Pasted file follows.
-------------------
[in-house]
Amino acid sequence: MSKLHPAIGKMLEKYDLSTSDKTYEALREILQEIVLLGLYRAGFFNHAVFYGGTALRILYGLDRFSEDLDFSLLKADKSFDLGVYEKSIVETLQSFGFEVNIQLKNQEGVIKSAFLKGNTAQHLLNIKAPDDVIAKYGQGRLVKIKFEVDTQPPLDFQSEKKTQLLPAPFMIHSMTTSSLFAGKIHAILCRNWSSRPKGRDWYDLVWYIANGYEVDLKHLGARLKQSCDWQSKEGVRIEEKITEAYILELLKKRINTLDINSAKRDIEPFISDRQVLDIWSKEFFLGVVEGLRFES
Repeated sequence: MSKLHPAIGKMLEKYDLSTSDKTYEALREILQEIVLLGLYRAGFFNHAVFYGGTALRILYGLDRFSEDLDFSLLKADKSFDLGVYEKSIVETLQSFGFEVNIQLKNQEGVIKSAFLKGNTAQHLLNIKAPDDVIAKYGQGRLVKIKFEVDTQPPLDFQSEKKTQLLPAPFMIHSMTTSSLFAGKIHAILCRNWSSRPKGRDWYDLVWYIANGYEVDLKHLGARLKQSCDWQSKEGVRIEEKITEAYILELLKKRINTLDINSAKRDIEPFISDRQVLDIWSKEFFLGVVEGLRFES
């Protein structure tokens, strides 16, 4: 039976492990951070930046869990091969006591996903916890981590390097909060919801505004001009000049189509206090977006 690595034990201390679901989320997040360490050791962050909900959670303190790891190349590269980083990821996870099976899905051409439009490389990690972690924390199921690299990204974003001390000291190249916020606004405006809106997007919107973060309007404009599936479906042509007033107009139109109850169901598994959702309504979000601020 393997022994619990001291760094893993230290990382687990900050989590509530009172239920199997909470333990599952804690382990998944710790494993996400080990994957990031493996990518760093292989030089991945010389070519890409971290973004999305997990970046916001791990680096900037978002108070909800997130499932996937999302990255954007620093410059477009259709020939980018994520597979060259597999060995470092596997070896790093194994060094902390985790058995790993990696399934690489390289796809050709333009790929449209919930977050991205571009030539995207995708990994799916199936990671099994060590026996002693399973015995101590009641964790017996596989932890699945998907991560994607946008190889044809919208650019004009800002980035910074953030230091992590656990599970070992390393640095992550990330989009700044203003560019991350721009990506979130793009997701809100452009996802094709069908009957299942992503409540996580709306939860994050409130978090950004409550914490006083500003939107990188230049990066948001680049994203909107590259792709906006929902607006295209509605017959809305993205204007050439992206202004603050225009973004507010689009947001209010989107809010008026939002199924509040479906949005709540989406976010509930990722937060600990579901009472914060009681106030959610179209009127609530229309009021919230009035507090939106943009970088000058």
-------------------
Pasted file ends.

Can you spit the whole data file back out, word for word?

[in-house]
Amino acid sequence: MSKLHPAIGKMLEKYDLSTSDKTYEALREILQEIVLLGLYRAGFFNHAVFYGGTALRILYGLDRFSEDLDFSLLKADKSFDLGVYEKSIVETLQSFGFEVNIQLKNQEGVIKSAFLKGNTAQHLLNIKAPDDVIAKYGQGRLVKIKFEVDTQPPLDFQSEKKTQLLPAPFMIHSMTTSSLFAGKIHAILCRNWSSRPKGRDWYDLVWYIANGYEVDLKHLGARLKQSCDWQSKEGVRIEEKITEAYILELLKKRINTLDINSAKRDIEPFISDRQVLDIWSKEFFLGVVEGLRFES
Repeated sequence: MSKLHPAIGKMLEKYDLSTSDKTYEALREILQEIVLLGLYRAGFFNHAVFYGGTALRILYGLDRFSEDLDFSLLKADKSFDLGVYEKSIVETLQSFGFEVNIQLKNQEGVIKSAFLKGNTAQHLLNIKAPDDVIAKYGQGRLVKIKFEVDTQPPLDFQSEKKTQLLPAPFMIHSMTTSSLFAGKIHAILCRNWSSRPKGRDWYDLVWYIANGYEVDLKHLGARLKQSCDWQSKEGVRIEEKITEAYILELLKKRINTLDINSAKRDIEPFISDRQVLDIWSKEFFLGVVEGLRFES
């Protein structure tokens, strides 16, 4: 039976492990951070930046869990091969006591996903916890981590390097909060919801505004001009000049189509206090977006 690595034990201390679901989320997040360490050791962050909900959670303190790891190349590269980083990821996870099976899905051409439009490389990690972690924390199921690299990204974003001390000291190249916020606004405006809106997007919107973060309007404009599936479906042509007033107009139109109850169901598994959702309504979000601020 393997022994619990001291760094893993230290990382687990900050989590509530009172239920199997909470333990599952804690382990998944710790494993996400080990994957990031493996990518760093292989030089991945010389070519890409971290973004999305997990970046916001791990680096900037978002108070909800997130499932996937999302990255954007620093410059477009259709020939980018994520597979060259597999060995470092596997070896790093194994060094902390985790058995790993990696399934690489390289796809050709333009790929449209919930977050991205571009030539995207995708990994799916199936990671099994060590026996002693399973015995101590009641964790017996596989932890699945998907991560994607946008190889044809919208650019004009800002980035910074953030230091992590656990599970070992390393640095992550990330989009700044203003560019991350721009990506979130793009997701809100452009996802094709069908009957299942992503409540996580709306939860994050409130978090950004409550914490006083500003939107990188230049990066948001680049994203909107590259792709906006929902607006295209509605017959809305993205204007050439992206202004603050225009973004507010689009947001209010989107809010008026939002199924509040479906949005709540989406976010509930990722937060600990579901009472914060009681106030959610179209009127609530229309009021919230009035507090939106943009970088000058």